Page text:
their wages and working conditions.

News In Brief: E Visa Processing Now Available in Calgary; DACA Statistical Update; TPS Extended for Eligible Nationals from Honduras, Nicaragua; DED Extended for Liberians Khartoum, Sudan Resumes Full Consular Services

Friday, May 3rd, 2013

E Visa Processing Now Available in Calgary: The Calgary Consulate General has introduced E visa processing services from businesses in Alberta, Saskatchewan, and the Northwest Territories of Canada.  The consulate also has streamlined its procedures in an effort to encourage more cross-border trade and investment. First-time E visa applicants can schedule a visa appointment in 10 business days; employees of registered E visa enterprises and dependents of E visa holders can schedule appointments the next business day and will need only to provide minimal documentation at the time of their visa interview.  Qualified applicants will generally receive their visa in three to five business days after the interview. E visa processing is also available (and remains unchanged) at the U.S. consulates in Toronto and Vancouver serving businesses in those regions of Canada.

DACA Statistical Update: As of March 14, 2013, USCIS reports that more than 450,000 DACA (Deferred Action for Childhood Arrivals) applications have been received by the agency and almost 250,000 cases have been approved.

TPS Extended for Eligible Nationals from Honduras, Nicaragua; DED Extended for Liberians: USCIS has extended the designation of Honduras and Nicaragua for Temporary Protected Status (TPS) for 18 months from July 6, 2013, through January 5, 2015. Deferred Enforced Departure (DED) and work authorization of certain Liberians has been extended from April 1, 2013, through September 30, 2014.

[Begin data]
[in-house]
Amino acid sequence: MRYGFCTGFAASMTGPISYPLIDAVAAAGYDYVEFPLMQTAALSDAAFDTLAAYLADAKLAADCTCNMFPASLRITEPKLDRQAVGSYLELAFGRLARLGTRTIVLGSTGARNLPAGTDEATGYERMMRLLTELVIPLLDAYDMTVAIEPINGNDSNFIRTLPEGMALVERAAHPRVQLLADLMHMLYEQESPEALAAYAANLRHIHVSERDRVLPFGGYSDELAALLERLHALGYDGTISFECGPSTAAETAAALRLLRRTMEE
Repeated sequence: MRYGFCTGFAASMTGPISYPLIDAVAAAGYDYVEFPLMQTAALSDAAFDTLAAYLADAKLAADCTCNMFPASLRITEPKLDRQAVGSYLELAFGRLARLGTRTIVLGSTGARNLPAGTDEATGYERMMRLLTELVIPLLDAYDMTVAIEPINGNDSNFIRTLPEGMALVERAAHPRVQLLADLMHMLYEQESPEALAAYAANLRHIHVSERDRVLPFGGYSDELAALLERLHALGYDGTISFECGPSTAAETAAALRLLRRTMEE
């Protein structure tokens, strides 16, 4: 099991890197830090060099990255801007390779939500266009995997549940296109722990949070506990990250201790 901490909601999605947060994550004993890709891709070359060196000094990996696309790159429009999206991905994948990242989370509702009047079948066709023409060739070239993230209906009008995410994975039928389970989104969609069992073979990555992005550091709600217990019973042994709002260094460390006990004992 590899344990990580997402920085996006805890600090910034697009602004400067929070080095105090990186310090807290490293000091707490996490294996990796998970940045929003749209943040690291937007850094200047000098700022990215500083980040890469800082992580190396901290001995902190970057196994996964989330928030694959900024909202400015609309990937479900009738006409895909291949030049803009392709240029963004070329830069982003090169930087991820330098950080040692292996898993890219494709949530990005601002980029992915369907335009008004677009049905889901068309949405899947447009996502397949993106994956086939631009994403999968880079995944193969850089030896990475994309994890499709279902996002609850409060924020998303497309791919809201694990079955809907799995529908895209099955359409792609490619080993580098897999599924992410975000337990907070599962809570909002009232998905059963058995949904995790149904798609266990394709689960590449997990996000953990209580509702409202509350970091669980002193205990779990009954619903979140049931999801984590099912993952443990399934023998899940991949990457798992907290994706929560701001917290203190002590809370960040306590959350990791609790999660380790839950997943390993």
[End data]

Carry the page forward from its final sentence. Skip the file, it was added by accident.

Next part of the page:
Khartoum  Resumes Full Consular Services:  As of March 25, 2013, the U.S. Embassy in Khartoum, Sudan, will resume full consular services, including nonimmigrant visa (NIV) processing, and follow-to-join refugee/asylee processing.


TPS for Somalians Extended and Redesignated Through March 17, 2014

Friday, July 27th, 2012

In May, DHS announced that it was extending the existing designation of Somalia for temporary protected status (TPS) for 18 months – from September 18, 2012 through March 17, 2014 – and redesignating Somalia for TPS for 18 months, effective September 18, 2012 through March 17, 2014. The extension allows currently eligible TPS beneficiaries to retain their TPS through March 17, 2014. The redesignation of Somalia allows additional individuals who have been continuously residing in the United States since May 1, 2012, to obtain TPS, if eligible. DHS has determined that an extension is warranted because the conditions in Somalia that prompted the TPS designation continue to be met: “There continues to be a substantial, but temporary, disruption of living conditions in Somalia based upon ongoing armed conflict and extraordinary and temporary conditions in that country that prevent Somalis who now have TPS from safely returning.”

TPS Announced for Syrian Nationals; Certain Requirements for Syrian Foreign Students Relaxed

Friday, April 27th, 2012

Citing the violent upheaval and deteriorating situation in Syria, the Department of Homeland Security (DHS) announced that eligible nationals from Syria (and persons without nationality who last habitually resided in Syria) are now eligible for temporary protected status (TPS) effective March 29, 2012 through September 30, 2013. The application period is March 29 through September 25, 2012.  Like other TPS beneficiaries, eligible nationals will be allowed to remain in the United States and obtain work authorization.

DHS also announced the suspension of certain regulatory requirements for Syrian F-1 students so that they may obtain employment authorization, work an increased number of hours while school is in session, and reduce their course load while continuing to maintain their F-1 student status due to the current events in Syria.